Join Jennifer Dysart and Jennifer Smith for a hands-on, creative experimentation on archives. Have you ever considered that an archive could be in the bush, or your closet, your garden? These are some of the questions we ask during a participatory workshop on our own personal archives.
Participants are asked to bring an object that is special to them. We use instax cameras to document this object and then create a work of art with the image. As we move through the process of making, we explore the ideas of where archives exist; how documenting and creating reference material for objects is a form of archiving; and how stories of archive materials can shift over time depending on how the materials are presented and used.
We end this workshop by documenting everything that was created, which will then be turned into a video, creating our own archival material of this workshop.
An array of supplies to create an artwork with your image are provided.
Jennifer Dysart is an archive enthusiast with a deep love of found footage and experimental filmmaking. She was born in Alberta, raised in BC, currently lives in Hamilton, Ontario and has Cree roots on her Dad’s side of the family from South Indian Lake in northern Manitoba, Canada. She was an Artist-In-Residence for Archive/Counter-Archive at Library and Archives Canada (Ottawa, 2019) and presented Revisiting Keewatin at Nuit Blanche (Toronto, 2022) and at NYU’s Orphans Film Symposium at Concordia University (Montreal, 2022). In 2014, Jennifer won the MFA thesis prize at York for her graduate work with Kewekapawetan: Return After the Flood, which relies heavily on recovered archival film about large-scale hydro developments that have irreparably affected the north. Her film Kewekapawetan: Return After the Flood (2014) screened recently at the Brooklyn Academy of Music in a series called Let the Record Show: Archived Cinema (New York, 2023) and at the IAMHIST Conference (Montreal, 2023). Caribou in the Archive (2019) considers the value of decaying forms of home media and the absence of Indigenous women in colonial archives. Caribou in the Archive continues to screen around the world, most recently at the Winnipeg Film Group’s shorts program for the National Day for Truth and Reconciliation (Winnipeg, 2023). Her film projects represent a growing body of work that interrupts the power of colonial archives.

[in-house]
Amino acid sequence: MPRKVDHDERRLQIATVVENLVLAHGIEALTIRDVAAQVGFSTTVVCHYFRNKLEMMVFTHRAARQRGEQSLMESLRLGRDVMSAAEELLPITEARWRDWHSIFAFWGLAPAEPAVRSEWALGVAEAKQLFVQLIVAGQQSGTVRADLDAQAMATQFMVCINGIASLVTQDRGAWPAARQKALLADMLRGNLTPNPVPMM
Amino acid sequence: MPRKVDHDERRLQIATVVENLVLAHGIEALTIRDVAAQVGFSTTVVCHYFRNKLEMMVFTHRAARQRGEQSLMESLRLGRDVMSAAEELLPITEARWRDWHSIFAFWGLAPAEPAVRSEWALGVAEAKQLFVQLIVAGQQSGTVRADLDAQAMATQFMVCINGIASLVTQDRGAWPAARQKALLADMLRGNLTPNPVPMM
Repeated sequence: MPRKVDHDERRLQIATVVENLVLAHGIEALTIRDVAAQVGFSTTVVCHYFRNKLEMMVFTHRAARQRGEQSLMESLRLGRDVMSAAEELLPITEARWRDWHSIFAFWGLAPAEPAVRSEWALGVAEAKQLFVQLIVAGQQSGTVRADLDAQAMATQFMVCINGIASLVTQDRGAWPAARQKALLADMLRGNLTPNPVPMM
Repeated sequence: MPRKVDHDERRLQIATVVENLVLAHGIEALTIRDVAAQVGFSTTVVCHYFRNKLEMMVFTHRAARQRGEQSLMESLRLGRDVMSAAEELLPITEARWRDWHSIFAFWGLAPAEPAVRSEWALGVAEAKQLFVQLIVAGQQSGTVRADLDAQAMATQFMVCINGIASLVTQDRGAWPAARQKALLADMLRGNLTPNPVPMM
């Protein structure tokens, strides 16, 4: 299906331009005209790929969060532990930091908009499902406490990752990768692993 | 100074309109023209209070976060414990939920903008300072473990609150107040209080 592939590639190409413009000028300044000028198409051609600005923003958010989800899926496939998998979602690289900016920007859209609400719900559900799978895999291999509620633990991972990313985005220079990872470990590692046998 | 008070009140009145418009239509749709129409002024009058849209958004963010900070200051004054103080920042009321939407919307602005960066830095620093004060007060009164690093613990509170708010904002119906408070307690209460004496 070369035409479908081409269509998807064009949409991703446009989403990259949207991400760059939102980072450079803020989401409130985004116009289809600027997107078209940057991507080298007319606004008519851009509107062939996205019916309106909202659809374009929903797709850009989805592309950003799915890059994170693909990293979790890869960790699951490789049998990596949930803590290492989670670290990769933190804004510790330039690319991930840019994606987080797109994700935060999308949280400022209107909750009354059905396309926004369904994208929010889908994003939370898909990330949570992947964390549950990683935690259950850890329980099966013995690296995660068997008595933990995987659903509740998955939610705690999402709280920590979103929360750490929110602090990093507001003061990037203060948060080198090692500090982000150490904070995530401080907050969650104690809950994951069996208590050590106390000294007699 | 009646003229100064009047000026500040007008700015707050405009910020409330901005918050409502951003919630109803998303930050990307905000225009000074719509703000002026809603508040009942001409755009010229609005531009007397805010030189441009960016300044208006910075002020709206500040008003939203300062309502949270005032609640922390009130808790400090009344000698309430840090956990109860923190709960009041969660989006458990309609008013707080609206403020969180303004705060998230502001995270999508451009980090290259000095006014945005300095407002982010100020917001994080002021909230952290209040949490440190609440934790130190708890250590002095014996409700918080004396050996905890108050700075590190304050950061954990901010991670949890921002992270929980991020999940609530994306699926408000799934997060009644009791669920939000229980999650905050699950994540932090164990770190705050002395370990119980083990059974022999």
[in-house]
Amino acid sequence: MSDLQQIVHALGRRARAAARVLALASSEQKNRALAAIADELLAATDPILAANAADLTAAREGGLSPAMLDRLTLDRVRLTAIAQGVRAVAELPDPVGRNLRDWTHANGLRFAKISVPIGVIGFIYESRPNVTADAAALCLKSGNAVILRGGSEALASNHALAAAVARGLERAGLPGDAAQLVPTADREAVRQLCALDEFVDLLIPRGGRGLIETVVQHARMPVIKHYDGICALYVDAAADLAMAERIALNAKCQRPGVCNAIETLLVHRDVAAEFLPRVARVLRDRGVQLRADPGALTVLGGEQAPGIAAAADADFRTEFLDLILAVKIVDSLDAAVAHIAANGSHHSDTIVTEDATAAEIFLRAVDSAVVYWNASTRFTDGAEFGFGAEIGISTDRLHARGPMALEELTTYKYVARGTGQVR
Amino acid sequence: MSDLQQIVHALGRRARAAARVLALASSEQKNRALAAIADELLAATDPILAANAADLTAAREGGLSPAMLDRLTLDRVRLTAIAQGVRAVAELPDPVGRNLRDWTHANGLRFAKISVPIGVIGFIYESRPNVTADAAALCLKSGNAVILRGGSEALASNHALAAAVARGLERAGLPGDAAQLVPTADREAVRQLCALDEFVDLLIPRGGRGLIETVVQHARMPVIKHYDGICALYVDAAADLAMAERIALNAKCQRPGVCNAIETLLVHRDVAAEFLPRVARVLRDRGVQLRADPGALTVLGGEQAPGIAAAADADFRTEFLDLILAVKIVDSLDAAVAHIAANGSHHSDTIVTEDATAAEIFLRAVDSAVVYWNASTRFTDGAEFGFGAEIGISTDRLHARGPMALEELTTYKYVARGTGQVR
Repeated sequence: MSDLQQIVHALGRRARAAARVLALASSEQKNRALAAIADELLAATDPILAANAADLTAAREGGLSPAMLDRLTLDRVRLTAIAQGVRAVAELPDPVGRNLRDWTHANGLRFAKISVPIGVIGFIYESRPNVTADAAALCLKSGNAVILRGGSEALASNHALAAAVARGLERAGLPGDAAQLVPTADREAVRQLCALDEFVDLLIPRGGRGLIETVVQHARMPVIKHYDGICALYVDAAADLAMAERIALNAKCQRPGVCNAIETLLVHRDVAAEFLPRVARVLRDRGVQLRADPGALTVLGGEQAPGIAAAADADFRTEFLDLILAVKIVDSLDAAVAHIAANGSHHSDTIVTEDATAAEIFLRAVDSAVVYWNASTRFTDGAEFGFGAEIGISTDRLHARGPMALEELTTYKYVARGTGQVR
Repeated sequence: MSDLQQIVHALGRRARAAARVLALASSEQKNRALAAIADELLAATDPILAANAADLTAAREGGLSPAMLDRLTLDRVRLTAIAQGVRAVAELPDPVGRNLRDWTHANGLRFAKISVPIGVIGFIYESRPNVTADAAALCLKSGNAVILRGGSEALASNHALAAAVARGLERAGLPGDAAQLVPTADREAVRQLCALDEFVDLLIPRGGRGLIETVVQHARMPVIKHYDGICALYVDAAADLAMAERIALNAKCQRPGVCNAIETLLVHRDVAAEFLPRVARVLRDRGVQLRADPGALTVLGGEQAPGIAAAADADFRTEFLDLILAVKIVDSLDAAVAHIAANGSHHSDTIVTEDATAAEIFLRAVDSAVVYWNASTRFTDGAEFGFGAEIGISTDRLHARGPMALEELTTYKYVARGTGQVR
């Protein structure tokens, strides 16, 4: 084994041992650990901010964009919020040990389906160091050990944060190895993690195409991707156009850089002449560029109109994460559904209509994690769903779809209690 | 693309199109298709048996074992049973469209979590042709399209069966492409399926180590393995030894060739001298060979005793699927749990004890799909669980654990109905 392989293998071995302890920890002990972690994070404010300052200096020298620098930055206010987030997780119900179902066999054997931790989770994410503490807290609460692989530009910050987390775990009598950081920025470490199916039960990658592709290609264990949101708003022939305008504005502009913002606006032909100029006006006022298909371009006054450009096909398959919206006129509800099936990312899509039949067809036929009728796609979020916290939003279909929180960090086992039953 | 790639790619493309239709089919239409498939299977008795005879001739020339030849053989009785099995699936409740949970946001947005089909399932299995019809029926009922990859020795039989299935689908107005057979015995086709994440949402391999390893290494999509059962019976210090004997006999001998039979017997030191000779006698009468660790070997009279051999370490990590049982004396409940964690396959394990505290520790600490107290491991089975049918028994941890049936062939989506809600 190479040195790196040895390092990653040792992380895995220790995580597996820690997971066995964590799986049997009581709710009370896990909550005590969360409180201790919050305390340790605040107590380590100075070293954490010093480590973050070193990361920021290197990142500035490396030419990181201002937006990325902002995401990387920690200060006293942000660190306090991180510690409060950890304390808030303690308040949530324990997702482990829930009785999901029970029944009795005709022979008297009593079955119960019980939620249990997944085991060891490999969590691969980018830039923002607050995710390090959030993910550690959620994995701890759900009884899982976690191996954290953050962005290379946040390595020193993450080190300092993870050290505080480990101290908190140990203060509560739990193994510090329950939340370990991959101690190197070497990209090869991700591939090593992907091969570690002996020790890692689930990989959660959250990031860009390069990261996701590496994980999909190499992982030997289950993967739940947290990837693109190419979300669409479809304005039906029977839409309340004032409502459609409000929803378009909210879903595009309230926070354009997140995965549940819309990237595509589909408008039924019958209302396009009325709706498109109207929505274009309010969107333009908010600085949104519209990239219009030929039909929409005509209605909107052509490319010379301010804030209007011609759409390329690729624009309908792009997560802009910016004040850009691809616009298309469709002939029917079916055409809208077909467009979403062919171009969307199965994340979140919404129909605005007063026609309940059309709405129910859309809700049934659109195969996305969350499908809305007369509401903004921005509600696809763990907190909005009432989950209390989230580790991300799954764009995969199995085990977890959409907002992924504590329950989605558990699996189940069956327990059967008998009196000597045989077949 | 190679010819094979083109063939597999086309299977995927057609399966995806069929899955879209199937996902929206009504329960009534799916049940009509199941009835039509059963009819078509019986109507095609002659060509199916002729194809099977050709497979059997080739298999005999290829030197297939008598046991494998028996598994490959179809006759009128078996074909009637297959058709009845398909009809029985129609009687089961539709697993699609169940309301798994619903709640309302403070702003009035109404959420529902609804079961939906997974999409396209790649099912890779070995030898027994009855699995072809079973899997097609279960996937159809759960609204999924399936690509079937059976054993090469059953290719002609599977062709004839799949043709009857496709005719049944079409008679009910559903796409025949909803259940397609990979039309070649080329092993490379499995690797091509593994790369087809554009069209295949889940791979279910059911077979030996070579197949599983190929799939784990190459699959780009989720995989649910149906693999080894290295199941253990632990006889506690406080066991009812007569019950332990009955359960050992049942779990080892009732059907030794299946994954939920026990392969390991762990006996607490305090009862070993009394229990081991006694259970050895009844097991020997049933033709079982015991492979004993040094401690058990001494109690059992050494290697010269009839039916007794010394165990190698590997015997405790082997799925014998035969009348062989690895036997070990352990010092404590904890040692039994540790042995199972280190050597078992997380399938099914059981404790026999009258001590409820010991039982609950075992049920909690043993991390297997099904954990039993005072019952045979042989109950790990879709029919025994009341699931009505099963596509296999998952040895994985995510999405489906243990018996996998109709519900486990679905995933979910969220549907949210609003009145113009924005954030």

Jennifer Smith is a Red River Métis independent curator, writer, and arts administrator from Treaty 1 Territory/Winnipeg. Jennifer has curated exhibitions for Gallery 1C03, AKA artist-run, the Manitoba Craft Council, and was the Indigenous Curator in residence at aceartinc. in 2018 and works with the window winnipeg collective. Her writing has been published through galleries and art publications, as well as she was part of the 2022 Momus Emerging Critics Residency: Writing Relations, Making Futurities: Global Indigenous Art Criticism. Through her work as an arts administrator Jennifer works as the Executive Director of the National Indigenous Media Arts Coalition (NIMAC). Jennifer worked for twelve years in Media Art Distribution Centres, where she worked with and managed the archives associated with two distribution collections. Through this work she developed a great love for A/V preservation and understanding access to historical film and video collections.